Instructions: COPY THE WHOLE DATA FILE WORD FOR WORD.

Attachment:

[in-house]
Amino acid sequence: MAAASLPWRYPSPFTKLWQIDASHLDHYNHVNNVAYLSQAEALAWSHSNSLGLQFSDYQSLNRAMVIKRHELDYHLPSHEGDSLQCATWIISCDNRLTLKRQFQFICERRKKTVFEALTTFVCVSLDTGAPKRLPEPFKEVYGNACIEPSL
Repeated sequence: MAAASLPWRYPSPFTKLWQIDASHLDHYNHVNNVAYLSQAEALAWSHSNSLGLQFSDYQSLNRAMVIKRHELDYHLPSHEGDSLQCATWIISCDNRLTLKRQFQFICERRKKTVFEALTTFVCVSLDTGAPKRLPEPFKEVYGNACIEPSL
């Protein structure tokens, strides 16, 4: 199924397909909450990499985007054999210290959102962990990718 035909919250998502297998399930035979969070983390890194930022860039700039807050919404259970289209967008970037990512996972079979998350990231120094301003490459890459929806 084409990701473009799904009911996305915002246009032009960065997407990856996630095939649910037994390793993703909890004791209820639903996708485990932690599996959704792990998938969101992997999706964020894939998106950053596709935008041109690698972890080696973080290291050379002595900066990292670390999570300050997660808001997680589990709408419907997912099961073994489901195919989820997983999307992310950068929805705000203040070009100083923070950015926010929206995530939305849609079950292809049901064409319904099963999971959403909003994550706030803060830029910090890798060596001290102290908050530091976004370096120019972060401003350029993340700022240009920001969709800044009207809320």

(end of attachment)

[in-house]
Amino acid sequence: MAAASLPWRYPSPFTKLWQIDASHLDHYNHVNNVAYLSQAEALAWSHSNSLGLQFSDYQSLNRAMVIKRHELDYHLPSHEGDSLQCATWIISCDNRLTLKRQFQFICERRKKTVFEALTTFVCVSLDTGAPKRLPEPFKEVYGNACIEPSL
Repeated sequence: MAAASLPWRYPSPFTKLWQIDASHLDHYNHVNNVAYLSQAEALAWSHSNSLGLQFSDYQSLNRAMVIKRHELDYHLPSHEGDSLQCATWIISCDNRLTLKRQFQFICERRKKTVFEALTTFVCVSLDTGAPKRLPEPFKEVYGNACIEPSL
């Protein structure tokens, strides 16, 4: 199924397909909450990499985007054999210290959102962990990718 035909919250998502297998399930035979969070983390890194930022860039700039807050919404259970289209967008970037990512996972079979998350990231120094301003490459890459929806 084409990701473009799904009911996305915002246009032009960065997407990856996630095939649910037994390793993703909890004791209820639903996708485990932690599996959704792990998938969101992997999706964020894939998106950053596709935008041109690698972890080696973080290291050379002595900066990292670390999570300050997660808001997680589990709408419907997912099961073994489901195919989820997983999307992310950068929805705000203040070009100083923070950015926010929206995530939305849609079950292809049901064409319904099963999971959403909003994550706030803060830029910090890798060596001290102290908050530091976004370096120019972060401003350029993340700022240009920001969709800044009207809320």